Almost everything we read or hear in the news is fluff — an amusing mix of attention-grabbing captions, conspiracy theories, absurd opinions, carefully-crafted outrage, deception, and tittle-tattle. It rarely tells us what is really happening. Or why. Today, the role played by the news is not to provide us with neutral information about what is happening, but to influence how we think about what is happening. And it has us transfixed.

So how is it possible to determine the truth underpinning the truth? How can we dodge the spin meant to mislead or distract us? In terms of our current predicament we cannot even be sure that we know the facts about the COVID-19 pandemic. We have chosen to ignore much of the scientific evidence in preference to complying with decisions that are purely political.

For example, there is no hard evidence suggesting that masks help prevent the spread of the disease. Indeed the established medical view is that healthy people should not wear them. In some cases the use of ventilators can be harmful. The idea of social distancing too, relative to the model allowing a population to develop herd immunity, is unproven. Likewise there is no verification that contact tracing apps are effective. The most likely outcome of that strategy is the normalisation of mass surveillance in the name of public health.

On top of all that, because of inadequate testing, we are not even sure that the numbers of infections and deaths are accurate. Just yesterday, for example, all 40 new cases of COVID-19 in Thailand’s Yala province were found to be false positives. Patients who would be dying from pre-existing conditions, those who have contracted pneumonia, higher than normal mortality rates from the seasonal flu, and asymptomatic carriers of the virus, all contrive to make the real situation tenuous at best.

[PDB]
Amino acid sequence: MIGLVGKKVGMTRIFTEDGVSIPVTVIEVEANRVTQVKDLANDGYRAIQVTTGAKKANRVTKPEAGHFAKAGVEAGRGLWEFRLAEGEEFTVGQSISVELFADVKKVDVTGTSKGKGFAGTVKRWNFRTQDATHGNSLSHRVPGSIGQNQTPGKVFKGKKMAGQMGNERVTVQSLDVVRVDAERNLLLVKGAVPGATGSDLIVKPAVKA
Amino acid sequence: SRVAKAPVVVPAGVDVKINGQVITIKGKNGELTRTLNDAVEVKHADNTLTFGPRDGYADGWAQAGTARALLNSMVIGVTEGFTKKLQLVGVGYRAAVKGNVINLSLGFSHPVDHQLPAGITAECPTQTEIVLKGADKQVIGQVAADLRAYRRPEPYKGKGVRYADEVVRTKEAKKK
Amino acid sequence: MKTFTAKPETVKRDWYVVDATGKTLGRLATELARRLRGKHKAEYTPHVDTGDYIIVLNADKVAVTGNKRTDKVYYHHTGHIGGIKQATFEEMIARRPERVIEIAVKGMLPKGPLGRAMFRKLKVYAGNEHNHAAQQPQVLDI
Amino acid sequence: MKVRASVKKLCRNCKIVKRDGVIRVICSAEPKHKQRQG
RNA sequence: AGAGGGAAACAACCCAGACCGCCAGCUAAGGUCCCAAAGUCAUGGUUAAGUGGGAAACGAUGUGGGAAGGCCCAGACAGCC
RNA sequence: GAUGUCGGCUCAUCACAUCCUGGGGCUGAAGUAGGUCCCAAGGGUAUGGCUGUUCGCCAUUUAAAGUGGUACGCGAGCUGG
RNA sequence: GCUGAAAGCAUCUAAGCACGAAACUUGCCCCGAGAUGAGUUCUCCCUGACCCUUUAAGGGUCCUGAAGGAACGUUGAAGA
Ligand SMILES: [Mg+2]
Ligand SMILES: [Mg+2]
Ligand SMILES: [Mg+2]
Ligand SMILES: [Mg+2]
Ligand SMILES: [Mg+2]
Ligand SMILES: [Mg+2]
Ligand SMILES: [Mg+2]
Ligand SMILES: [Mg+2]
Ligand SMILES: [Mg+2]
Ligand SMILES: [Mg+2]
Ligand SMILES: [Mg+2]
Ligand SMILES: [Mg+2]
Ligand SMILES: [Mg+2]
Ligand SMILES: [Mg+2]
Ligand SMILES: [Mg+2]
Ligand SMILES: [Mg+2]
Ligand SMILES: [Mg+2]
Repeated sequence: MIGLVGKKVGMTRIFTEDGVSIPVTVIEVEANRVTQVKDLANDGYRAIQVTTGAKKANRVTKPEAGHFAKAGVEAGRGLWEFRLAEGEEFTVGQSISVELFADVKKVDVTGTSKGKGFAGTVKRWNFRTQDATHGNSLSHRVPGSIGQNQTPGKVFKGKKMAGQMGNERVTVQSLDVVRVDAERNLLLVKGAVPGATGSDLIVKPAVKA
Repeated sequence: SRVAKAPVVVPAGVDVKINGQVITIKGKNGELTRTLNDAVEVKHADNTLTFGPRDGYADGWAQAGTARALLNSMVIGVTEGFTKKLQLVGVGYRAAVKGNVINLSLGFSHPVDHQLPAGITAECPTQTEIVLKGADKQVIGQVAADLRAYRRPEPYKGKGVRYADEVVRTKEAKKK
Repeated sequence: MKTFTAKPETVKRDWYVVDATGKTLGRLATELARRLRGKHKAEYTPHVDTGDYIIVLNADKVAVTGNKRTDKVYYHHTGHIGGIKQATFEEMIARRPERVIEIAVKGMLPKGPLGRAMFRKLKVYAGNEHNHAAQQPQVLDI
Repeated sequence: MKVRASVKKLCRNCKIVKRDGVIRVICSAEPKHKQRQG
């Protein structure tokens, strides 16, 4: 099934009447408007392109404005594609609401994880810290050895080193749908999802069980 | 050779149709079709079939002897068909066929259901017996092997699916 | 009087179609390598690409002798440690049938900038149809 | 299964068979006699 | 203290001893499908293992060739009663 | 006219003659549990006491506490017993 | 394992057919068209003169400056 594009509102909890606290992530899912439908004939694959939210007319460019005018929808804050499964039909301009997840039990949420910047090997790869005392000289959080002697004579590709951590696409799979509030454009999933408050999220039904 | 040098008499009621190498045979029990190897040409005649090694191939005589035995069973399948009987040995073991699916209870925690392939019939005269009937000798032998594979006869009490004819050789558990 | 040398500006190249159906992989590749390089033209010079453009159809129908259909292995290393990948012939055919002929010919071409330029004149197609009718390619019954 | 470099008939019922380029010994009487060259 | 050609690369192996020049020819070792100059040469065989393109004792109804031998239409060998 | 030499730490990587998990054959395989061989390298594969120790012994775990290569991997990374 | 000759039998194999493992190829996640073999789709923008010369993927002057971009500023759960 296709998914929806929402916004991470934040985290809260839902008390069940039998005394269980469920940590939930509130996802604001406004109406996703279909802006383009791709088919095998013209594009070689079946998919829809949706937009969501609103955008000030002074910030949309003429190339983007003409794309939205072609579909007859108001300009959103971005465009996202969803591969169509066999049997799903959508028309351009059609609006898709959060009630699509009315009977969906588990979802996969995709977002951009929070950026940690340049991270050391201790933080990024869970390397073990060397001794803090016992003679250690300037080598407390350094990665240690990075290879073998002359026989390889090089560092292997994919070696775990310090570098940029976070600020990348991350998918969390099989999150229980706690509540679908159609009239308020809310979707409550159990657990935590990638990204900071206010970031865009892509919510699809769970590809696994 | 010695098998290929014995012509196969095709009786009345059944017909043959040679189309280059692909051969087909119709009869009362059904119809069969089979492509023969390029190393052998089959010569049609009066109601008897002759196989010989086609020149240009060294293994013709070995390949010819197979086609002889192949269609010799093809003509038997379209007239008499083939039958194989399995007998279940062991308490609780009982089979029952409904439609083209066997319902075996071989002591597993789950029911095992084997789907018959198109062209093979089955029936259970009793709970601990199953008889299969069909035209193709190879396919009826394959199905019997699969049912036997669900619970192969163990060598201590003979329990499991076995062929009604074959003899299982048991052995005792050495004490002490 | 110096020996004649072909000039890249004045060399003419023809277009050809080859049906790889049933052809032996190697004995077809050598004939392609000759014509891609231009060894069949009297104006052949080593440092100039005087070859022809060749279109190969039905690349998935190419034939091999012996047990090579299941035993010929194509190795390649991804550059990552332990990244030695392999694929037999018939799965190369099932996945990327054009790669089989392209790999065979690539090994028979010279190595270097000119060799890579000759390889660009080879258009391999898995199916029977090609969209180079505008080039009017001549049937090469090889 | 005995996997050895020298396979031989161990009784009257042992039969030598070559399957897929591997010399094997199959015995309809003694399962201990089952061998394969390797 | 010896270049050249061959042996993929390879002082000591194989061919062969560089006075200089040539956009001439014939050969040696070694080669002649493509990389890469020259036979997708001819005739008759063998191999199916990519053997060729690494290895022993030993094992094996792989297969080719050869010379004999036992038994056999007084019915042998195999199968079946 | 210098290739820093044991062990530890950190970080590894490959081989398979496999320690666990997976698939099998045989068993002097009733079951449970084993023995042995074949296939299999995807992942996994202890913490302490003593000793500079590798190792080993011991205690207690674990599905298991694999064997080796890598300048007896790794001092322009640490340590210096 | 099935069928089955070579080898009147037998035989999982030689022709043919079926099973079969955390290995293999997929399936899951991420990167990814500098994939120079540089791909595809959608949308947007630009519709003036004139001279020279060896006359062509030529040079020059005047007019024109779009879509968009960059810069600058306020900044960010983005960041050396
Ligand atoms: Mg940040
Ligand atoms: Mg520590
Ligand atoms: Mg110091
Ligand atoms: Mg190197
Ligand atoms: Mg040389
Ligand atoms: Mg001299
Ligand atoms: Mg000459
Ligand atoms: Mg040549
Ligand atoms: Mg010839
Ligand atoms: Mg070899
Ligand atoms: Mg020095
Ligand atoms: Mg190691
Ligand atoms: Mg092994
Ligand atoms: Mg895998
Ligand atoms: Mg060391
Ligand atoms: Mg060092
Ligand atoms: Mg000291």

At the same time one needs to ask why the (almost) universal official response to this corona virus outbreak which, admittedly, has some unique characteristics, has been to bring in social austerity and slow down production — all the while keeping large companies and the banks afloat, and urging Big Pharma to find treatments and vaccines as rapidly as possible.

Is there an inherent contradiction here? Could the field effect resulting from the dysfunctional impacts of disaster capitalism now be fuelling widespread deception? And, if that is the case, how can we discern and appreciate the deeper news, particularly when the established order is under threat, government directives are used to orchestrate community behaviour, and we are all utterly disoriented and fearful as a result?

The unanticipated outcome of fractured global supply chains, fragile just-in-time inventories, uncoordinated agendas, the collapse of travel and trade, threats to industrial production, and halting the manufacture of unnecessary accessories, might be leading us to a new realisation: that with the exception of food, potable water, and clean air, our material needs are actually very few.

After the panic subsides it is feasible we might decide the daily commute into the city office is just too much to bear. We might conclude that the trade-off between work and play needs to be recalibrated; that we enjoy home-schooling the kids; that paying those who cannot find work a basic living wage is both sensible and humane; and that a majority of the goods and services we found indispensable before the lockdown are nothing more than props in a life-style that brings few joys and much unhappiness.

Those revelations will be good for the planet and good for humanity, though not so good for large business corporations who need to keep us trapped in a perpetual cycle of desire and consumption in order to sell their products, nor the wealthy billionaire class that owns the means of production.

As an exponent of game theory it will be fascinating to see who makes the next move. Will it be the establishment? Or have the people had enough of neoliberal sedatives?

Philosopher-Activist and Executive Director at Centre for the Future